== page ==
Some of the women in this wonderful project looked at what they were wearing when they were 25 years old in Fashion Memories: When we were 25. Artists Jane Titley and Annie Levy worked with people living with dementia to create quilted pieces using patterns and costumes which I remember from my childhood. The quality and creativity is excellent.
People may be living with dementia or as a learning-disabled adult, but that does not stop them from being artistic, creative and having skills that really should be shown which tells us about who they are.
In the mosaic workshops participants worked with artist Terri Sweeney
Celf o Gwmpas is at the forefront of arts and health work in Powys, based on a 21 year history of working with socially excluded people and mentoring artists living with physical and learning disabilities, mental health difficulties and other ‘outsider’ experiences.
We do a lot of work on very small amounts of money, and there are very few staff. This year we are starting up a membership scheme, so you can pay a small amount of money per month to support the work Celf o Gwmpas does such as offering arts activities like these.
You can continue to enjoy the exhibition until 4 April 2019 but gallery opening times are variable so please ring for details on 01597 822777 or email: email@example.com
Helo sumai! Gwern dwi, y Swyddog Datblygu’r Iaith Gymraeg newydd yma’n PAVO. Un o fy nyletswyddau yw cefnogi’r iaith Gymraeg o fewn y drydydd sector a thu hwnt ym Mhowys. Rwyf am ffocysu ar ambell i faes, yn cynnwys Iechyd Meddwl.
Ehangwch ar eich rôl
Byddaf yn gobeithio cyflwyno’r Cynnig Rhagweithiol fel strategaeth i geisio cynyddu defnydd y iaith Gymraeg o fewn y setctor.
Sut allith hyn fod yn fuddiol i ddefnyddwyr gwasanaeth iechyd meddwl ym Mhowys?
Wrth drafod materion personol gall defnyddwyr gwasanaeth iechyd meddwl deimlo’n fregus wrth drafod y materion hyn yn eu hail iaith. Dylent allu derbyn gwasanaeth yn eu mamiaith heb orfod gofyn amdano, ac mae’r cynnig rhagweithiol yn galluogi hyn.
Ydy’r Cynnig Rhagweithiol yn hanfodol?
Mae rhaid i fudiadau ar draws y drydydd sector a thu hwnt cydymffurfio â gofynion cyfreithiol a statudol Mesur y Gymraeg (Cymru) 2011 sydd yn ffocysu ar sefydlu hawliau, creu safonau a sicrhau y gall siaradwyr Cymraeg dderbyn gwasanaethau yng Nghymraeg.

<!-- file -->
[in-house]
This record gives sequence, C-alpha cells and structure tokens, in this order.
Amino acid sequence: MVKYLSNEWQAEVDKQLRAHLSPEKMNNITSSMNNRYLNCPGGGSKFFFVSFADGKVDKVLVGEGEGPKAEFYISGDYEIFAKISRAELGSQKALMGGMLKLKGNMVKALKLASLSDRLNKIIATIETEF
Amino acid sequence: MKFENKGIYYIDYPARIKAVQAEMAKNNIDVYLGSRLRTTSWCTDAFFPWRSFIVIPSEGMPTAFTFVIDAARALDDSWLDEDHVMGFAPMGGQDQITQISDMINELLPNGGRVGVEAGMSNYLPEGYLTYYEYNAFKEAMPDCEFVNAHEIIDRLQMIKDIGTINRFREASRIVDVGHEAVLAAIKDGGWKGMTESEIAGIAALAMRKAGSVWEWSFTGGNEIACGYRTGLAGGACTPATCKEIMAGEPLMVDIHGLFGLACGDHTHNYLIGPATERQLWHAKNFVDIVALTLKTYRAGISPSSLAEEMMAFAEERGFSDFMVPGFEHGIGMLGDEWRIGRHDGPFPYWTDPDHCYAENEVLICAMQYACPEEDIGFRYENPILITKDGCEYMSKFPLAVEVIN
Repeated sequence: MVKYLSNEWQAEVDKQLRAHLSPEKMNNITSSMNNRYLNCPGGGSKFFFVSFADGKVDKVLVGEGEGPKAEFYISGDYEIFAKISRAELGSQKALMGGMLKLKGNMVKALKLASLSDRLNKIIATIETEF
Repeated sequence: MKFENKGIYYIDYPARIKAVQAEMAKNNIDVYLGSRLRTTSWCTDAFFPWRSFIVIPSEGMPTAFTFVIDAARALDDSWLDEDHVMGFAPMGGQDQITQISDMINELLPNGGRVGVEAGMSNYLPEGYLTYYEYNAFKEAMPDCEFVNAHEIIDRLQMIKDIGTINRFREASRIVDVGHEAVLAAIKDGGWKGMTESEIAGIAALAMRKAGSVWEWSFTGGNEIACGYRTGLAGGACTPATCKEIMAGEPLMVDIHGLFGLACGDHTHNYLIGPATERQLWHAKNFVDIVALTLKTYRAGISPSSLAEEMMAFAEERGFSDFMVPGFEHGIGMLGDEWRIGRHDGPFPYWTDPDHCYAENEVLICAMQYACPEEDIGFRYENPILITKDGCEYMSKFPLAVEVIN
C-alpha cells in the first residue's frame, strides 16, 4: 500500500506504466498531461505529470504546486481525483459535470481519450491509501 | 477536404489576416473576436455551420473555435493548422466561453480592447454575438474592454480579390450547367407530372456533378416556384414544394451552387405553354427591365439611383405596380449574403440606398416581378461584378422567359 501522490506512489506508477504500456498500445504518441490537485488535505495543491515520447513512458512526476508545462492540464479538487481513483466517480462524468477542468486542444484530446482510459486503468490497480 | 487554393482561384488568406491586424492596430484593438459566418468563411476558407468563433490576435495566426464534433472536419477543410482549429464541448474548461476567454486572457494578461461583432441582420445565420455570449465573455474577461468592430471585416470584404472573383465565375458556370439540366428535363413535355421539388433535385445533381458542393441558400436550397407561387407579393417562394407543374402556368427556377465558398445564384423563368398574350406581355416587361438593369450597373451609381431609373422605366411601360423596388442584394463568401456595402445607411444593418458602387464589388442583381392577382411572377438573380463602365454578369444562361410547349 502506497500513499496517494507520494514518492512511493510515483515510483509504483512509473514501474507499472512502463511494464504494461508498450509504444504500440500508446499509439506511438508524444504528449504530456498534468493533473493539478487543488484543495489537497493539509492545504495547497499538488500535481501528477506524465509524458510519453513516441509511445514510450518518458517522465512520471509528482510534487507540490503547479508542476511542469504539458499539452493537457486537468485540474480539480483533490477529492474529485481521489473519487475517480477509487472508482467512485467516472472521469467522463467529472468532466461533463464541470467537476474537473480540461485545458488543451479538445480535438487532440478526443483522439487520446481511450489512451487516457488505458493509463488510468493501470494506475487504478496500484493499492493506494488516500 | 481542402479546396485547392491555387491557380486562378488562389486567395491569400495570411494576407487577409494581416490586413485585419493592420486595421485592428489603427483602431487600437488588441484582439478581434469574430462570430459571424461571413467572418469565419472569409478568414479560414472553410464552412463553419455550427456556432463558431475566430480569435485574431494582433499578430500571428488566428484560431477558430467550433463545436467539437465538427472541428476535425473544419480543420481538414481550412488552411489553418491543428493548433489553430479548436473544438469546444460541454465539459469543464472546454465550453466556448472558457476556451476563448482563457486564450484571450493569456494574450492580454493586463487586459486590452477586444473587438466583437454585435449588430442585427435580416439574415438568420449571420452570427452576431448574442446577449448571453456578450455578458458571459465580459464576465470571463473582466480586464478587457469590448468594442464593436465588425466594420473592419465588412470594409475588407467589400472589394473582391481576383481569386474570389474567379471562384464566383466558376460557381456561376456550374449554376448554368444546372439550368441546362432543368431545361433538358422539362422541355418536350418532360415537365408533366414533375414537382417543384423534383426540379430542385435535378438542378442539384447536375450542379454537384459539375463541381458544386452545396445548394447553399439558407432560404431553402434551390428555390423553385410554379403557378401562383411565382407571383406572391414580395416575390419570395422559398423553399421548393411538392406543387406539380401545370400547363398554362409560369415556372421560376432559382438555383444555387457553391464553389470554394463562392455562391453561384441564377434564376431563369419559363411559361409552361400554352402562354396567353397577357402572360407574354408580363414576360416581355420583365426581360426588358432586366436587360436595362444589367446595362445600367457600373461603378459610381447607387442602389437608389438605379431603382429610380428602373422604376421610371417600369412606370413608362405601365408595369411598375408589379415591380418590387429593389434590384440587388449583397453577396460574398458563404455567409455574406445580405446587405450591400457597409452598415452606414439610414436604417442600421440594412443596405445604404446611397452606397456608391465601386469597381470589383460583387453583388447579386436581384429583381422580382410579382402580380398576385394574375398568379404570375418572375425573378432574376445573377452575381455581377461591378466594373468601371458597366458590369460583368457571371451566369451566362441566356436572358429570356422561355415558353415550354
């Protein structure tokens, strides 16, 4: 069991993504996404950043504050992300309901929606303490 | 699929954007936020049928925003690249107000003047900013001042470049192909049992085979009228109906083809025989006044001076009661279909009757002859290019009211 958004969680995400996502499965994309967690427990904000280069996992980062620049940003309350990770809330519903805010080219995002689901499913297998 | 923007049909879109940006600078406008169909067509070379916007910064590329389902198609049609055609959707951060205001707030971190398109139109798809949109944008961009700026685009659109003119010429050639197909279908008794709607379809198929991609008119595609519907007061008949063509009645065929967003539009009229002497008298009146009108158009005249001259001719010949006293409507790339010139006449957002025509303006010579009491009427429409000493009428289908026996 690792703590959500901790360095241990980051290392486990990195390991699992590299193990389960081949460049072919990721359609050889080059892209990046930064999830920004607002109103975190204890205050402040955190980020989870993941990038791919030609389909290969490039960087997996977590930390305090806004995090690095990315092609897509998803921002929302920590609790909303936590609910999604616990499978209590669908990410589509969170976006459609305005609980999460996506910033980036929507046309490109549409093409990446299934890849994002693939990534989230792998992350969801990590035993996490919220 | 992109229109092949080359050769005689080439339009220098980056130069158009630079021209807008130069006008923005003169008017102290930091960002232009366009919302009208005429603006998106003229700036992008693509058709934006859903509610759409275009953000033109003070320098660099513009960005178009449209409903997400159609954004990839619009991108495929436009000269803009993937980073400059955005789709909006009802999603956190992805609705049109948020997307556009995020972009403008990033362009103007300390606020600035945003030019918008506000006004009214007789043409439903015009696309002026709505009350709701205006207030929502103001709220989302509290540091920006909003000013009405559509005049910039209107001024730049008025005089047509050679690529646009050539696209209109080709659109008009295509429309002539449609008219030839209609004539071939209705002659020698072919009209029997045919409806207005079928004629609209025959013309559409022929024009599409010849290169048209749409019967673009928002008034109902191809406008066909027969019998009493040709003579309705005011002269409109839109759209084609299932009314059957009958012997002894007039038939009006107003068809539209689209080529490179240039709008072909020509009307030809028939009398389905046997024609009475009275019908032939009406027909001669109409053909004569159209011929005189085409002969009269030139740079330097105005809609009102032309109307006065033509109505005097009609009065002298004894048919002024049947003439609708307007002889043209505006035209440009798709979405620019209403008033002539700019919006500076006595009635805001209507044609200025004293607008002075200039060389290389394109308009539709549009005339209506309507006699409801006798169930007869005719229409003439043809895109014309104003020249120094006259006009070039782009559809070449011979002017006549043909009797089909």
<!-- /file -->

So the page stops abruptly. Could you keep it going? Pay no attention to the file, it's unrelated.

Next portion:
Sut byddwch yn gweithio gyda mudiadau i hybu defnydd yr iaith Gymraeg?
Byddaf yn cyflenwi mudiadau yn y drydydd sector gyda gwybodaeth, hyfforddiant a chefnogi unrhyw angen arall ynglŷn â’r iaith Gymraeg. Gwelaf newid agwedd tuag at yr iaith Gymraeg fel blaenoriaeth, felly rwyf yn gobeithio ymwneud â’r mudiadau ar lefel personol fel bod fy angerdd at yr iaith a’r diwylliant yn gallu dylanwadu arnynt i ystyried bod cynyddu defnydd a pharch tuag at yr iaith yn gallu gwneud byd o wahaniaeth.
Beth ydych chi’n mwynhau gwneud tra boch chi ddim yn PAVO?
Tu hwnt i PAVO, fy mhrif ddiddordeb yw cerddoriaeth! Rwyf mewn band gyda fy mrodyr ac rydym yn gigio’n aml. Ein henw yw Casset ac rydym yn canu’n Gymraeg fel arfer ac rwyf yn dilyn y sîn roc Gymraeg. Dwi hefyd yn gweithredu systemau sain, creu celf pan dwi’n gallu ac rwyf yn weddol hyderus yn fy sgiliau coginio.
Ac yn olaf...
Does dim dwywaith amdani fod gennai lot o waith i wneud ond cam dros y trothwy yw hanner y daith ac rwyf yn gobeithio creu newid go iawn yma ym Mhowys!
Os hofffwch ddarganfod mwy am y cynnig rhagweithiol, cysylltwch a Gwern trwy email: firstname.lastname@example.org neu ffoniwch 01597 822191. _______________________
Helo sumai! I’m Gwern, the new Welsh Language Development Officer here at PAVO. One of my responsibilities is to support the Welsh Language throughout the third sector and beyond in Powys. I shall be focusing on a number of areas within the sector including Mental Health.
Tell us more about your role
I’m hoping to introduce the Active Offer as a strategy to try and increase the use of the Welsh Language within the sector.
Why could this be beneficial to people using mental health services in Powys?
Mental health service users might feel vulnerable whilst discussing personal matters in their second language. They should be able to receive services in their mother tongue without having to ask, and the active offer enables this.
Is the Active Offer essential?
Organisations across the third sector and beyond have a responsibility to comply with legal and statutory requirements of the Welsh Language (Wales) Measure 2011 that focuses on creating standards and rights being established that will ensure Welsh speakers can receive services in Welsh.
How will you be working with organisations to increase use of the Welsh language?
I shall be supplying third sector organisations with information, training and any other need they have regarding the Welsh language. I believe that changing attitude towards the Welsh language is a priority and so I hope to engage with these organisations on a personal level so that my passion for the language and the culture can inspire them to think more about how increased use and respect for the language can go a long way.
What do you like to do when you’re not working at PAVO?
Outside of work, my main interest is music! I’m in a band with my two brothers and we gig regularly. We’re called Casset and we sing mainly in Welsh and I’m an avid follower of the Welsh music scene.
I also operate sound systems, delve into art as much as I can and I’m quite confident in my culinary skills.
No two ways about it, I’ve got my work cut out for me, but every journey begins with a single step and I hope to make some real changes here in Powys!
If you would like to find out more about the Active Offer then do get in touch with Gwern by emailing: email@example.com or ring 01597 822191.